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OECD update on the digital economy

OECD update on the digital economy

The OECD released a policy note and hosted a webcast concerning the digital economy.

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The OECD hosted a webcast on 29 January 2019, in which it shared a status update about its work into taxing the digitalised economy. In particular, Pascal Saint-Amans, the Director of the OECD’s Centre for Tax Policy and Administration, provided a summary of the Policy Note, Addressing the Tax Challenges of the Digitalised Economy, which was approved by the Inclusive Framework on 23 January 2019. We will be holding a webinar on 8 February discussing these latest developments.

The Policy Note sets out some potential ways to reform the taxation of the digital economy, and is intended to facilitate the emergence of a consensus view on this topic. The Policy Note sets out four proposals (which will be explored by the Inclusive Framework over the coming months on a without prejudice basis), and divides them into two ‘pillars’:

  • Pillar 1 addresses the topics of nexus and profit attribution in the context of the digital economy, and may result in recommendations that go beyond the arm’s length principle. In particular, Pillar 1 will seek to explore in more detail the use of user participation (advocated principally by the UK) versus marketing intangibles (advocated principally by the US) as methods by which to allocate additional taxing rights to jurisdictions. Pillar 1 will also involve an exploration of the appetite amongst participating jurisdictions to change the ‘permanent establishment’ threshold by introducing a ‘significant digital presence’ concept; and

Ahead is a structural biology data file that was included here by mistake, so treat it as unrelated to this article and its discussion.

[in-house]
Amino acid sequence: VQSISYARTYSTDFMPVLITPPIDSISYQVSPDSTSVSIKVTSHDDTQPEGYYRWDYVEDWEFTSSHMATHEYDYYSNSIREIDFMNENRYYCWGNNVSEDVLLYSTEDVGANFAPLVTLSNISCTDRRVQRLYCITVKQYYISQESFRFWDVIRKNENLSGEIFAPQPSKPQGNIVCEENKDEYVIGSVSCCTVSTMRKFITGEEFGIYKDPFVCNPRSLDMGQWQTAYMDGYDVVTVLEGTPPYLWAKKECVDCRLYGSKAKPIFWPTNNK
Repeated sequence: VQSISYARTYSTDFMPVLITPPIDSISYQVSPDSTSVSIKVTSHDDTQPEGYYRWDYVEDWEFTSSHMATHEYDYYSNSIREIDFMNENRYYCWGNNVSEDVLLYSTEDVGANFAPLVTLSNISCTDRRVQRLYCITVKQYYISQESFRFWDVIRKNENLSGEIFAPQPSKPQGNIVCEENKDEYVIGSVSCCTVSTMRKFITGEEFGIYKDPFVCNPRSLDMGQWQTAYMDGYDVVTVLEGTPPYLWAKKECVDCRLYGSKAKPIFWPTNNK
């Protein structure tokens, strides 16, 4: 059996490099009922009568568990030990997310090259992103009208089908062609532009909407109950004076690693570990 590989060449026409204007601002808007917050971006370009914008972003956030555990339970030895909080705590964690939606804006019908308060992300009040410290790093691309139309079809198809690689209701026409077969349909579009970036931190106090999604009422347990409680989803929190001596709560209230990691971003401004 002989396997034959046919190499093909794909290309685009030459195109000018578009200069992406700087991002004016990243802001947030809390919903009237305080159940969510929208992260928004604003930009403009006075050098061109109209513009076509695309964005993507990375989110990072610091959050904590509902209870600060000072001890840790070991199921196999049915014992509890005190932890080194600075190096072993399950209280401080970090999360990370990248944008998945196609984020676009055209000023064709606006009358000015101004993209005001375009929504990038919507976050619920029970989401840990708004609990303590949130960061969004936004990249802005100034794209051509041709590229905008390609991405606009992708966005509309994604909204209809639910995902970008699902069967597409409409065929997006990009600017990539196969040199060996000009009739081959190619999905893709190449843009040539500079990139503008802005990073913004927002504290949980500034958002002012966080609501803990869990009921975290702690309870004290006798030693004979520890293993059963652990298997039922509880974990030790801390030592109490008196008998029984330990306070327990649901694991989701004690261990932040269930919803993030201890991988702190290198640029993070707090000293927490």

• Pillar 2 addresses related BEPS considerations, and is focused on outbound base-eroding payments that are subject to a low effective rate of tax in the recipient jurisdiction. Pillar 2 will explore a range of possible approaches, including the introduction of a minimum tax rule in payee jurisdictions (similar to the US ‘GILTI’ rules) and back-stop rules for payer jurisdictions (such as rules that deny the availability of withholding tax exemptions where payments are going to low-tax payees).

The key next steps are as follows:

  • Join our webinar on Friday 8 February 2019 at 9am on the Taxation of the Digital Economy where we will explore the latest Policy Note and what it could mean for clients and businesses;
  • A public consultation document on the taxation of the digital economy is expected to be released later this month, with a public consultation to be held in Paris in mid-March; and
  • Following the public consultation, there will be an Inclusive Framework meeting in May 2019 to discuss and agree the detailed programme of work, with a view to reporting progress to the G20 Finance Ministers in June 2019.

For further information please contact:

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